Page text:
New Car Buyers Focus on Fuel Efficiency
New car buyers are paying closer attention to the gas consumption of the vehicles they are considering, according to a new and exclusive survey by BuyingAdvice.com.
Seventy-four percent of respondents to the online poll, conducted among over 2,500 users of the web site’s online price quote service, said that fuel efficiency was more important to them than when they bought their last vehicle.
Fifty-six percent of those polled said that during their search they had excluded vehicles from consideration because of poor gas consumption. All those who participated stated that they were within 30 days of buying a new car.
Recent sales figures suggest that rising gas prices have increased the proportion of fuel efficient vehicles being sold.
More than half, 54 percent, stated that fuel efficiency was “very” important to them when they reviewed their options.
The fuel efficiency of all vehicles is measured by the Environmental Protection Agency. These figures are seen on the window stickers of all new cars and are used by manufacturers in their advertising. The EPA measurements are intended solely as a basis for comparison of different vehicles and for this purpose, and this purpose alone, they provide a useful guide.
Many consumers, however, find they get substantially lower performance than the numbers indicate when they take their new car onto the streets. Individual driver habits and traffic conditions can produce wide variations in gas consumption on identical vehicles.
The CAFE or Corporate Average Fuel Economy requirement of new cars for 2011 was increased to 30.2mpg for passenger cars. Back in 2009, the requirement was just 27.5mpg. Transportation Secretary Ray LaHood said that “These are important steps in America’s quest to achieve emergency independence, and give more fuel efficient vehicles to American families.”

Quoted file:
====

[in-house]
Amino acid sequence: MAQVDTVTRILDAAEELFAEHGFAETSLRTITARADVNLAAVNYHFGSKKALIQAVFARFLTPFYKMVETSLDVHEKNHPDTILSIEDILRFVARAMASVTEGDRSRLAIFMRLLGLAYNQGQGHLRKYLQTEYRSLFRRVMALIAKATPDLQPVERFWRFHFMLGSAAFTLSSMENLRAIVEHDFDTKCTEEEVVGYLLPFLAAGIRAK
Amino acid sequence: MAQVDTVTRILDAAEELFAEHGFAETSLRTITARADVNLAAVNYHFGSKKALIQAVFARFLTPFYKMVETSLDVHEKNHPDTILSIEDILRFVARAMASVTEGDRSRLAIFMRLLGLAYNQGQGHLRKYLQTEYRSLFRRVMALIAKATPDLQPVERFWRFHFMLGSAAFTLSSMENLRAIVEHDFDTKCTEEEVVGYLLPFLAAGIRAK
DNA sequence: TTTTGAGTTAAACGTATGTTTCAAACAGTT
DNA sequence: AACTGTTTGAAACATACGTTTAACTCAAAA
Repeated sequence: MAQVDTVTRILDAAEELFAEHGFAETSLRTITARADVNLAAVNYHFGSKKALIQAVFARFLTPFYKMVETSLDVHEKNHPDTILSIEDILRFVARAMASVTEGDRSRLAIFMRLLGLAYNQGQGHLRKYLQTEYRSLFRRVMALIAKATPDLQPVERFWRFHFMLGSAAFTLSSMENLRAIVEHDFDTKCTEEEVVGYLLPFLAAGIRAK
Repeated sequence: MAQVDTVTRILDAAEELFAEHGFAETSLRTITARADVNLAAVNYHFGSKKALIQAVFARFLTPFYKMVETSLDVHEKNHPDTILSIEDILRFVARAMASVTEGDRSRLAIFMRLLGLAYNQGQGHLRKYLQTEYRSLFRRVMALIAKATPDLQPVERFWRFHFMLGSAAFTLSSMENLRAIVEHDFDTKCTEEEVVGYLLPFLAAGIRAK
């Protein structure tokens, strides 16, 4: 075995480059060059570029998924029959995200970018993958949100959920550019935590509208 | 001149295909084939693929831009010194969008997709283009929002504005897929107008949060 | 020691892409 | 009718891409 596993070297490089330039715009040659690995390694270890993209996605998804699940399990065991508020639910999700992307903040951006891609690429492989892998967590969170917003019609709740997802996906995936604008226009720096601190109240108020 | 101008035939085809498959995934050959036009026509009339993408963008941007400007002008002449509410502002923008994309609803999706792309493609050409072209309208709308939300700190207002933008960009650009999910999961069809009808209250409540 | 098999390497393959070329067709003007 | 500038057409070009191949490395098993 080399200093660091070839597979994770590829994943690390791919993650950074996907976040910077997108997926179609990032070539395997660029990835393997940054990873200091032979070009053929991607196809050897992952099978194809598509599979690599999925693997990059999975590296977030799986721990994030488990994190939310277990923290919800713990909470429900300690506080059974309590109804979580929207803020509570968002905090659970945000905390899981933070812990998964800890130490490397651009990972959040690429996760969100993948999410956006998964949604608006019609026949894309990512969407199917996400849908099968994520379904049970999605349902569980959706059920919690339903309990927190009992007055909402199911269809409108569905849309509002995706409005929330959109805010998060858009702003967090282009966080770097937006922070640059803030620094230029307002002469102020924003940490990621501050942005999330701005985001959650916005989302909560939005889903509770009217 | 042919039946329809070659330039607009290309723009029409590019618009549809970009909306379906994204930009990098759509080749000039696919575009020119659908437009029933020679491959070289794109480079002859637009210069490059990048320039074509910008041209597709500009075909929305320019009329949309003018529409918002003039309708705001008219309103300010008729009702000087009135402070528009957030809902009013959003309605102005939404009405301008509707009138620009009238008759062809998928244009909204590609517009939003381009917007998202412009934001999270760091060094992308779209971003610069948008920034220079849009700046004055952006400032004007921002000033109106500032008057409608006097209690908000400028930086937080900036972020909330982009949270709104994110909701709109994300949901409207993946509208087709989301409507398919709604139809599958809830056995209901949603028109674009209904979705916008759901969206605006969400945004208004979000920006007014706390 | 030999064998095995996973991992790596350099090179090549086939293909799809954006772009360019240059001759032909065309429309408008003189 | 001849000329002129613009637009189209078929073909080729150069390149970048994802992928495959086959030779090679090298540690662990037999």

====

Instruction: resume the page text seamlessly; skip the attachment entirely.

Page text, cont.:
It is important to remember that CAFE is based on the current manufacturer’s annual vehicle production, for all vehicles sold in the USA, with a gross vehicle weight of 3,856kg (8,500 pounds) or less. If the corporate average fuel economy of a car maker’s annual vehicle production falls below the minimum standard, they are obliged to pay a penalty of $5.50 for every 0.1mpg that they exceed.
CAFE standards for 2011 are expressed depending on the vehicle footprint. The vehicle footprint is obtained by multiplying the wheelbase of the car with the track width. As an example, the 2012 Honda Fit must achieve a CAFE regulated fuel economy rating of 36mpg, or roughly 6.5 l/100km. This is equivalent to a fuel economy of 27mpg in real world driving.
Despite the increasing sales of more fuel efficient cars, Americans have still have a long way to go before they end their love affair with horsepower. Forty-six percent of our sample said that performance was more important to them than fuel economy when they chose their vehicle, but new 2012 cars are engineered to provide impressive performance while still remaining fuel efficient.
Even for those who prefer power over gas mileage there are simple ways to improve their gas consumption. Smoother driving is one of the biggest factors in fuel efficiency. Driving at high speed, sharp accelerating and sudden braking can lower fuel consumption by over 33 percent, according to the U.S. Department of Energy. Most engines dramatically lose fuel economy over 60 miles an hour and when idling.
Other tips from the DOE include removing excess weight from the trunk, checking tire pressures, and changing air filters on a regular basis. Use of features such as overdrive gears and cruise control can also have an impact.
Ultimately, the type of car you drive will be the key determining factor in the gas mileage you can achieve. For those looking for maximum efficiency the two vehicles with the highest rating are the Toyota Prius and the Honda Civic hybrids, which achieve a fuel efficiency rating of more than 40mpg. Conventional gasoline-powered automobiles such as the new Chevrolet Sonic and 2012 Ford Fiesta can reach 33mpg in the combined cycle.
This compares to the European market, where gas prices have been higher for decades, which has over 100 vehicles with a rating of 40 mpg or higher, according to a study by the Civil Society Institute. Some of these vehicles would not meet U.S. emissions standards because they are diesel, but many are made by U.S. corporations and the CSI maintains there is demand from U.S. consumers to make these vehicles available to them. Now, you can find fuel efficient diesel cars sold in the USA that can achieve more than 40 miles to the gallon.
With gas prices projected to keep rising and the impact being felt on car sales, it seems that the market may force manufacturers to concentrate more on fuel efficiency as consumers vote with their checkbooks.